What is in Your Dog’s Kibble?
While humans have always sought to eat foods, and pursue lifestyles that will allow them to optimise their health, the phenomenon of dieting has only become pronounced since the mid-1960s. Humans have followed a vast array of different diets, all of which tend to be focused on the ingredients foodstuffs contain, and how they impact health and wellbeing. These have ranged from abstaining from all carbohydrates, to exclusively consuming red meat and greens. The fad diet industry is now huge, with celebrity chefs and trainers regularly releasing books and products aimed at helping their followers eat more healthily. At the same time, pet owners have increasingly started attributing human-like qualities to their animals, especially dogs. This has resulted in an ever-growing range of novelty products catering for increased perception of humanity in animals ranging from clothing to food products.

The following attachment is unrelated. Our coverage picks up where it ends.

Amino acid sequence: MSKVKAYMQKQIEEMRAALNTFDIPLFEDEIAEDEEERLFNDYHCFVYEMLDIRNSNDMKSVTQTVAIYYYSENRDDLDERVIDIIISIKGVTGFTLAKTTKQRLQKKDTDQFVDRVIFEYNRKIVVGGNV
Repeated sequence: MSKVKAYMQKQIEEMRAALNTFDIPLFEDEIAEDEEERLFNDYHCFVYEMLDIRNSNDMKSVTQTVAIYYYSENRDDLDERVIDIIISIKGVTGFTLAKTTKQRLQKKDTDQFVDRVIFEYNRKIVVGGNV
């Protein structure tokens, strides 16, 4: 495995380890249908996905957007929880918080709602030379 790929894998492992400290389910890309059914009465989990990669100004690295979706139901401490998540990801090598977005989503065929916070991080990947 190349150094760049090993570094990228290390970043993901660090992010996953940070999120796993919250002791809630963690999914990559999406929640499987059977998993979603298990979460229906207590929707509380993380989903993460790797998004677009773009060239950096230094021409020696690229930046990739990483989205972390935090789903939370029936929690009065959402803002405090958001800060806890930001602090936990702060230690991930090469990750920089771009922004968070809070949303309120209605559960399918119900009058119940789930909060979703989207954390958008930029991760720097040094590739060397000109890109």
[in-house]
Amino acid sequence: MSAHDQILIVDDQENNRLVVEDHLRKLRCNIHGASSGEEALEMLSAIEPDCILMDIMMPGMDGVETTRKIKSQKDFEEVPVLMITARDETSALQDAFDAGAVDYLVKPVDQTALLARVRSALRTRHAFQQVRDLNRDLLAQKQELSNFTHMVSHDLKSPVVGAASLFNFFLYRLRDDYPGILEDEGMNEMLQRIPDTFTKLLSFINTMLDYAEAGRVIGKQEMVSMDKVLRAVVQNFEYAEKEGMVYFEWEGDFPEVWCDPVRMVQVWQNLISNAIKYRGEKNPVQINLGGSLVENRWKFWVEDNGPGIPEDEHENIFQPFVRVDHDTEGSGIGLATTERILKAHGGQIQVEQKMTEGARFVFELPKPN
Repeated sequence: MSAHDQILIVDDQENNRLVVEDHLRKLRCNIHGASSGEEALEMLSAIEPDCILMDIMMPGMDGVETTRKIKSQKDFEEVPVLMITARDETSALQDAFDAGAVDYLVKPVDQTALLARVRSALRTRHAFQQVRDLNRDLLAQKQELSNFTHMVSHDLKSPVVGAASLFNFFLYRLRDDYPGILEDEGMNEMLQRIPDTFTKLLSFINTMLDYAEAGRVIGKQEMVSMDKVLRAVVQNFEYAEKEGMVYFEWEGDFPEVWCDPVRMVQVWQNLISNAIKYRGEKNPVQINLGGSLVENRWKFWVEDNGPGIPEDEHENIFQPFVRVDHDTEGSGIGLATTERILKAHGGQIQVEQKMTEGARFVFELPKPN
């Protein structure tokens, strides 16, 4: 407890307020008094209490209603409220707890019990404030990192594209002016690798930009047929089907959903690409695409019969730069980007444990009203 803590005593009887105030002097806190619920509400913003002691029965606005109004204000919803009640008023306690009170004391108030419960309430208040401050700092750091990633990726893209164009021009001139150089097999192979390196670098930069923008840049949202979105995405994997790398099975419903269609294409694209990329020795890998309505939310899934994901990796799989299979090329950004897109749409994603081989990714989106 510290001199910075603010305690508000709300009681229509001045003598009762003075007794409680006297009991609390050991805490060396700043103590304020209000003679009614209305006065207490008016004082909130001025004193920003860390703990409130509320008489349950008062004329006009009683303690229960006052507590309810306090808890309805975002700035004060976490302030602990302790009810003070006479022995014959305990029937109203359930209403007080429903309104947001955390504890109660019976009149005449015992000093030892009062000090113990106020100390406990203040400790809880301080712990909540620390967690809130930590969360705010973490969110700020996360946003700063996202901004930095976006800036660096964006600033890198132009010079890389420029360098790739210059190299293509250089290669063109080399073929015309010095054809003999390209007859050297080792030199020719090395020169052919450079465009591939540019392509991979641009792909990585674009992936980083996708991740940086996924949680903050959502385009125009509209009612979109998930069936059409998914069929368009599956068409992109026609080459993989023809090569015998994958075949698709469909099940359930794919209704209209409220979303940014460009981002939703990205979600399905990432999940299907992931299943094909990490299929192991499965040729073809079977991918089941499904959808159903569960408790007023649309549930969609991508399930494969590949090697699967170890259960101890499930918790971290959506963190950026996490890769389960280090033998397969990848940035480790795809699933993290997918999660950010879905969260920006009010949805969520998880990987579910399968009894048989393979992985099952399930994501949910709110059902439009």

Kibble is a low-quality food source for dogs
Despite widespread consumer interest in providing what is best for their dogs, the dog food industry is mostly surprisingly unhealthy, and has potential to cause far more damage than good. Weakly regulated and often used to maximise profit, many mainstream dog foods seem to have little to no genuine concern for dog welfare. The most common form of commercially available dog food is kibble, which resembles small biscuits. Kibble is an intensively processed, low quality food source for dogs, and this stems from both its composition and ingredients.
A cheap, ‘post-war’ way to feed dogs
Kibble became mainstream around the time of the Second World War when pet owners were seeking a cheap feed for their dogs during rationing and food shortages. Prior to this, dogs would have been fed a mixture of raw meat, butcher’s trimmings, and cooked food scraps. During the 1800s, a common phrase was “as fit as a butcher’s dog” to emphasise the desirability of feeding a dog a predominantly meat-based diet.